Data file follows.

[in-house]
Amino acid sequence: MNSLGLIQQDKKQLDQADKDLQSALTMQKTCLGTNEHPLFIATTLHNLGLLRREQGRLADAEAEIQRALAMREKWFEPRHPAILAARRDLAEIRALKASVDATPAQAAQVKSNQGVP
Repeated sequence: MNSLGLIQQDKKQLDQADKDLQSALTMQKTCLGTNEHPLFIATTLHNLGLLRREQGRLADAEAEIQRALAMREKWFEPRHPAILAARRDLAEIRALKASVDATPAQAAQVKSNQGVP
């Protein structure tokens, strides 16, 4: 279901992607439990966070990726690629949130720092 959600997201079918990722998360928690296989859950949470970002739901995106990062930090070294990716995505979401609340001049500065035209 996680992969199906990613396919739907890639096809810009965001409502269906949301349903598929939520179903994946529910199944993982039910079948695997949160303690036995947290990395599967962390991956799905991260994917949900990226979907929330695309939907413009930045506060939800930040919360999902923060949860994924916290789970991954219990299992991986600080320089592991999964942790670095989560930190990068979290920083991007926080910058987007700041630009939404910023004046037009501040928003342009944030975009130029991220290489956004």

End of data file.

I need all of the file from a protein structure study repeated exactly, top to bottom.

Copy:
[in-house]
Amino acid sequence: MNSLGLIQQDKKQLDQADKDLQSALTMQKTCLGTNEHPLFIATTLHNLGLLRREQGRLADAEAEIQRALAMREKWFEPRHPAILAARRDLAEIRALKASVDATPAQAAQVKSNQGVP
Repeated sequence: MNSLGLIQQDKKQLDQADKDLQSALTMQKTCLGTNEHPLFIATTLHNLGLLRREQGRLADAEAEIQRALAMREKWFEPRHPAILAARRDLAEIRALKASVDATPAQAAQVKSNQGVP
């Protein structure tokens, strides 16, 4: 279901992607439990966070990726690629949130720092 959600997201079918990722998360928690296989859950949470970002739901995106990062930090070294990716995505979401609340001049500065035209 996680992969199906990613396919739907890639096809810009965001409502269906949301349903598929939520179903994946529910199944993982039910079948695997949160303690036995947290990395599967962390991956799905991260994917949900990226979907929330695309939907413009930045506060939800930040919360999902923060949860994924916290789970991954219990299992991986600080320089592991999964942790670095989560930190990068979290920083991007926080910058987007700041630009939404910023004046037009501040928003342009944030975009130029991220290489956004």